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Do not fear the French; “refuge” means pretty much the same thing in English too. That said, if you don’t know the meaning of the word in either language, it doesn’t make that much of a difference. I’m not certain French auteur director, Francois Ozon knows the meaning though. I always thought it meant a place one could go to get away from anything one needed to get away from. For Ozon though, the refuge in question seems to be a place to make matters worse.

The refuge, both the cottage in the country setting and the film itself, are very beautiful. They are also both simple but one is quite a bit more quaint. Mousse (Isabelle Carre) is hiding away there for the duration of her pregnancy. It sounds simple enough but her baby’s father died the night they both did some bad heroine. She didn’t know she was pregnant at the time. She is later joined by her former lover’s brother, Paul (Louis-Ronan Choisy). He didn’t know she had kept the baby as last he heard she was going to abort it. She resists him at first but before long she is drawn to him, which is problematic given that he is gay.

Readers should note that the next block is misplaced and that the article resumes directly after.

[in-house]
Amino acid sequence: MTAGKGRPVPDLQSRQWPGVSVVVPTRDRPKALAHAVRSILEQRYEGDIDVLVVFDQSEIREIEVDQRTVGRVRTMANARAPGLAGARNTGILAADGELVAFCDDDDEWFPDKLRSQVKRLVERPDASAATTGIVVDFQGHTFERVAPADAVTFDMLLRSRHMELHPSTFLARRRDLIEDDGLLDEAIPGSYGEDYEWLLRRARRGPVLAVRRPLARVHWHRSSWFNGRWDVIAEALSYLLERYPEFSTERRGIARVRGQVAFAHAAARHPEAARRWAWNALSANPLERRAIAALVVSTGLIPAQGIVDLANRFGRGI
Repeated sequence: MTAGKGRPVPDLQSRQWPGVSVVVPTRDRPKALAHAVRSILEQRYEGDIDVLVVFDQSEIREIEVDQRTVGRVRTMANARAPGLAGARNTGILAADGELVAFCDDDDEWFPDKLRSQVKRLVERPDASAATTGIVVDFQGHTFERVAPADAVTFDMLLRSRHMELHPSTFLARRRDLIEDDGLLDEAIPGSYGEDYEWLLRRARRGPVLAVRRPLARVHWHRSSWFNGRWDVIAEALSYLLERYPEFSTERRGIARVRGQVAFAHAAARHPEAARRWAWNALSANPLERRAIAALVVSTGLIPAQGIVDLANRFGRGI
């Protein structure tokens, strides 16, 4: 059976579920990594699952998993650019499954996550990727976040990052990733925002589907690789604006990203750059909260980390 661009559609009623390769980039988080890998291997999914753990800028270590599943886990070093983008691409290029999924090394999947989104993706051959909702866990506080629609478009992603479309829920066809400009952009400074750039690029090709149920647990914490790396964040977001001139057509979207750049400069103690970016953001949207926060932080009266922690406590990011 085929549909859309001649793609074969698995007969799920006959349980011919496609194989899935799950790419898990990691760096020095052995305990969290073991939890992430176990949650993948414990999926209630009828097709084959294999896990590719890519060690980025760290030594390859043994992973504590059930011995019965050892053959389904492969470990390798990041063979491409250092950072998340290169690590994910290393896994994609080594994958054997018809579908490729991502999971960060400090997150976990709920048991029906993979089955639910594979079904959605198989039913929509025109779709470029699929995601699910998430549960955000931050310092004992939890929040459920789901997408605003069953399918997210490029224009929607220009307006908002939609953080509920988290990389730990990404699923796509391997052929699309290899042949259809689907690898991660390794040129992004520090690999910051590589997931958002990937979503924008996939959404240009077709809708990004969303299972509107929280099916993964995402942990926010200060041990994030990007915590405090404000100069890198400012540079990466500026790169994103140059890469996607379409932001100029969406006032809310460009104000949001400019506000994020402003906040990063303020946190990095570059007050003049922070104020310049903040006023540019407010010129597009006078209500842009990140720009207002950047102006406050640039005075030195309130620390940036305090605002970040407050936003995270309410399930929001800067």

Ozon knows that anyone seeking refuge runs the risk of never returning and allowing the healing to serve as a means to keep the rest of the world out for good instead. He also understands that spending too much time there makes it harder to get back. What he doesn’t understand is that sometimes the pain experienced by those seeking refuge only matters to those is pain. Those seeking refuge in Ozon’s latest film will need to look hard to find it.

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